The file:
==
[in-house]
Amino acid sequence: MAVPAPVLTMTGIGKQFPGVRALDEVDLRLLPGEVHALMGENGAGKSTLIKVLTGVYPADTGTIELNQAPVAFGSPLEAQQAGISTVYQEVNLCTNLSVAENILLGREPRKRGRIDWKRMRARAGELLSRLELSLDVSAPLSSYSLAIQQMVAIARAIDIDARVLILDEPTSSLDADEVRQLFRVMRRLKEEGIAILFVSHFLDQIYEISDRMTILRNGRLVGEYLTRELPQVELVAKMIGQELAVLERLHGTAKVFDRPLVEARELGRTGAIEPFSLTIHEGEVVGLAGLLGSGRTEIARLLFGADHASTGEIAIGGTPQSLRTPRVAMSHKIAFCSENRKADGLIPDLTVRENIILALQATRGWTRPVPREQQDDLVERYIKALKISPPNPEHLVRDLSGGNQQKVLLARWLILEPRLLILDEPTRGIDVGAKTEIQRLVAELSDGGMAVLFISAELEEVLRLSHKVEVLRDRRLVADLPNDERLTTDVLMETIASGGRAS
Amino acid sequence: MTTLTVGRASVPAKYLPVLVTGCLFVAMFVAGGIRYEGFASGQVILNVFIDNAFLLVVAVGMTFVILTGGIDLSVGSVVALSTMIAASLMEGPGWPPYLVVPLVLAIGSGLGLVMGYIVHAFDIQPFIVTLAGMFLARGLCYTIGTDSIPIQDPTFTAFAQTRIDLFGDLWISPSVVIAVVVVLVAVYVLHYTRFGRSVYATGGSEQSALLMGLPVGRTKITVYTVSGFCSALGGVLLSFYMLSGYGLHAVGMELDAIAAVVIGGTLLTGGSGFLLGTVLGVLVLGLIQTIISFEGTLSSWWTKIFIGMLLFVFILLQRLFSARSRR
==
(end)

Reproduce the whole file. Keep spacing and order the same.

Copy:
[in-house]
Amino acid sequence: MAVPAPVLTMTGIGKQFPGVRALDEVDLRLLPGEVHALMGENGAGKSTLIKVLTGVYPADTGTIELNQAPVAFGSPLEAQQAGISTVYQEVNLCTNLSVAENILLGREPRKRGRIDWKRMRARAGELLSRLELSLDVSAPLSSYSLAIQQMVAIARAIDIDARVLILDEPTSSLDADEVRQLFRVMRRLKEEGIAILFVSHFLDQIYEISDRMTILRNGRLVGEYLTRELPQVELVAKMIGQELAVLERLHGTAKVFDRPLVEARELGRTGAIEPFSLTIHEGEVVGLAGLLGSGRTEIARLLFGADHASTGEIAIGGTPQSLRTPRVAMSHKIAFCSENRKADGLIPDLTVRENIILALQATRGWTRPVPREQQDDLVERYIKALKISPPNPEHLVRDLSGGNQQKVLLARWLILEPRLLILDEPTRGIDVGAKTEIQRLVAELSDGGMAVLFISAELEEVLRLSHKVEVLRDRRLVADLPNDERLTTDVLMETIASGGRAS
Amino acid sequence: MTTLTVGRASVPAKYLPVLVTGCLFVAMFVAGGIRYEGFASGQVILNVFIDNAFLLVVAVGMTFVILTGGIDLSVGSVVALSTMIAASLMEGPGWPPYLVVPLVLAIGSGLGLVMGYIVHAFDIQPFIVTLAGMFLARGLCYTIGTDSIPIQDPTFTAFAQTRIDLFGDLWISPSVVIAVVVVLVAVYVLHYTRFGRSVYATGGSEQSALLMGLPVGRTKITVYTVSGFCSALGGVLLSFYMLSGYGLHAVGMELDAIAAVVIGGTLLTGGSGFLLGTVLGVLVLGLIQTIISFEGTLSSWWTKIFIGMLLFVFILLQRLFSARSRR